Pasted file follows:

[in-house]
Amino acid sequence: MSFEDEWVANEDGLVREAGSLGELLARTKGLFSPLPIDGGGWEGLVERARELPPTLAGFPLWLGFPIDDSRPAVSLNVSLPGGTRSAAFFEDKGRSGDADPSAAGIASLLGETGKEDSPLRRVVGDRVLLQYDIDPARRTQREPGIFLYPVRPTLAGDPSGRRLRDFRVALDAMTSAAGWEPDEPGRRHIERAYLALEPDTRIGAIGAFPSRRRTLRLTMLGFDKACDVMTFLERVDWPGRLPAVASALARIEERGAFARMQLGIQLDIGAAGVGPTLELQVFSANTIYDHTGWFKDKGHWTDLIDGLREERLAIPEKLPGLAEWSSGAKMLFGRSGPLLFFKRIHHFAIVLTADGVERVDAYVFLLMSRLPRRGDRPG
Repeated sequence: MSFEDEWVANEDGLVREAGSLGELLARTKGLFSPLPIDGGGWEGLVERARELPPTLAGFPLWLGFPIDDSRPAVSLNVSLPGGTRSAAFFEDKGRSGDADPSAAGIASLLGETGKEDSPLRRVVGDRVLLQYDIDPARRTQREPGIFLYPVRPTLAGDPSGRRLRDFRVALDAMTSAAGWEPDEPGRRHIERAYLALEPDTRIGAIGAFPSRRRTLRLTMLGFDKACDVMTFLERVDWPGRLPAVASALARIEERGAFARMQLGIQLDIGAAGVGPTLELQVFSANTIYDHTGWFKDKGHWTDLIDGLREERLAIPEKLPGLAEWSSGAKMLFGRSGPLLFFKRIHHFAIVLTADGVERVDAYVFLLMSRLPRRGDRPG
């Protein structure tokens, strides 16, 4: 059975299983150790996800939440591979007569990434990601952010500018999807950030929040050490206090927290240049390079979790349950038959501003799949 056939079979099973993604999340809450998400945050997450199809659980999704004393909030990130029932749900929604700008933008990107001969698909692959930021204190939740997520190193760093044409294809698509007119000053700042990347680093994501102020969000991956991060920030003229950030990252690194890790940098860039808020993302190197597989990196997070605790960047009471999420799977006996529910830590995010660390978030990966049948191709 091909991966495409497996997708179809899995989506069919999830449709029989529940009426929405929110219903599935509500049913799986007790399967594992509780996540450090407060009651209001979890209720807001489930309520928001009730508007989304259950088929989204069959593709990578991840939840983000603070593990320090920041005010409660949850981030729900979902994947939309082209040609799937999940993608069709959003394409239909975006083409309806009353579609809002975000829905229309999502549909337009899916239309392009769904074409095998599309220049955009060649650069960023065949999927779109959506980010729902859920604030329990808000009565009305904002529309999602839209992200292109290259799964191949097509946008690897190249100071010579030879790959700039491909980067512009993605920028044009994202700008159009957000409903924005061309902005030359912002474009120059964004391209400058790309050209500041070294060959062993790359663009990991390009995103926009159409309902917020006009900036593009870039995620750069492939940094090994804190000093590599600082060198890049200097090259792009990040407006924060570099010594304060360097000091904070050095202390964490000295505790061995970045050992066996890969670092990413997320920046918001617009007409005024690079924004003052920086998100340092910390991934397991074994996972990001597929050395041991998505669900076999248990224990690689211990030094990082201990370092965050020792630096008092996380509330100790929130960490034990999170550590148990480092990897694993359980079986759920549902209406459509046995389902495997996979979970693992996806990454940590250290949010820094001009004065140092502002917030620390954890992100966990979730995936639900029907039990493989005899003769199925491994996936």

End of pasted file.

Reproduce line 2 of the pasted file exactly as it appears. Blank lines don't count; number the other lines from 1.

Amino acid sequence: MSFEDEWVANEDGLVREAGSLGELLARTKGLFSPLPIDGGGWEGLVERARELPPTLAGFPLWLGFPIDDSRPAVSLNVSLPGGTRSAAFFEDKGRSGDADPSAAGIASLLGETGKEDSPLRRVVGDRVLLQYDIDPARRTQREPGIFLYPVRPTLAGDPSGRRLRDFRVALDAMTSAAGWEPDEPGRRHIERAYLALEPDTRIGAIGAFPSRRRTLRLTMLGFDKACDVMTFLERVDWPGRLPAVASALARIEERGAFARMQLGIQLDIGAAGVGPTLELQVFSANTIYDHTGWFKDKGHWTDLIDGLREERLAIPEKLPGLAEWSSGAKMLFGRSGPLLFFKRIHHFAIVLTADGVERVDAYVFLLMSRLPRRGDRPG